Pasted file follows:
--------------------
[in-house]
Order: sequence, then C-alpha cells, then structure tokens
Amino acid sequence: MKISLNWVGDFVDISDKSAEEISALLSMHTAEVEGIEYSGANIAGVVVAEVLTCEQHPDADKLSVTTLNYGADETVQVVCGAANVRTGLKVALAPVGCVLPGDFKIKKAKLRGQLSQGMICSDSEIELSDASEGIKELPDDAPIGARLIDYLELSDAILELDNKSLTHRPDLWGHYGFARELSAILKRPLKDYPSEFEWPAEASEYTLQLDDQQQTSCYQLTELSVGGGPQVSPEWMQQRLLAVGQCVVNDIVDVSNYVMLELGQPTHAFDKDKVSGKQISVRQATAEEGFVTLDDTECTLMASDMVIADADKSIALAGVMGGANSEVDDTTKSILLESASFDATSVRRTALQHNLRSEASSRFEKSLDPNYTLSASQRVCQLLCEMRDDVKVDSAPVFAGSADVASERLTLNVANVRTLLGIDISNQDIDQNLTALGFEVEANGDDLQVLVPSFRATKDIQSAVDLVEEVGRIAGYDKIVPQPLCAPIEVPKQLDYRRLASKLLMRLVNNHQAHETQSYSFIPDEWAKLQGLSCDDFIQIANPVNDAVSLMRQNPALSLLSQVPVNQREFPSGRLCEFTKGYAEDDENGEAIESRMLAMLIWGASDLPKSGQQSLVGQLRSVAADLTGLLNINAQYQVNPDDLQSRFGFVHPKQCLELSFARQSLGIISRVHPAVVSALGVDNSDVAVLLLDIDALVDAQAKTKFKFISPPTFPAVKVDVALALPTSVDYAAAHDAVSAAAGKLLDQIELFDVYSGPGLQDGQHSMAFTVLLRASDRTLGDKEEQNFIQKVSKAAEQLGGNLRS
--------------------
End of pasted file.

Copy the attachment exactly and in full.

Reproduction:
[in-house]
Order: sequence, then C-alpha cells, then structure tokens
Amino acid sequence: MKISLNWVGDFVDISDKSAEEISALLSMHTAEVEGIEYSGANIAGVVVAEVLTCEQHPDADKLSVTTLNYGADETVQVVCGAANVRTGLKVALAPVGCVLPGDFKIKKAKLRGQLSQGMICSDSEIELSDASEGIKELPDDAPIGARLIDYLELSDAILELDNKSLTHRPDLWGHYGFARELSAILKRPLKDYPSEFEWPAEASEYTLQLDDQQQTSCYQLTELSVGGGPQVSPEWMQQRLLAVGQCVVNDIVDVSNYVMLELGQPTHAFDKDKVSGKQISVRQATAEEGFVTLDDTECTLMASDMVIADADKSIALAGVMGGANSEVDDTTKSILLESASFDATSVRRTALQHNLRSEASSRFEKSLDPNYTLSASQRVCQLLCEMRDDVKVDSAPVFAGSADVASERLTLNVANVRTLLGIDISNQDIDQNLTALGFEVEANGDDLQVLVPSFRATKDIQSAVDLVEEVGRIAGYDKIVPQPLCAPIEVPKQLDYRRLASKLLMRLVNNHQAHETQSYSFIPDEWAKLQGLSCDDFIQIANPVNDAVSLMRQNPALSLLSQVPVNQREFPSGRLCEFTKGYAEDDENGEAIESRMLAMLIWGASDLPKSGQQSLVGQLRSVAADLTGLLNINAQYQVNPDDLQSRFGFVHPKQCLELSFARQSLGIISRVHPAVVSALGVDNSDVAVLLLDIDALVDAQAKTKFKFISPPTFPAVKVDVALALPTSVDYAAAHDAVSAAAGKLLDQIELFDVYSGPGLQDGQHSMAFTVLLRASDRTLGDKEEQNFIQKVSKAAEQLGGNLRS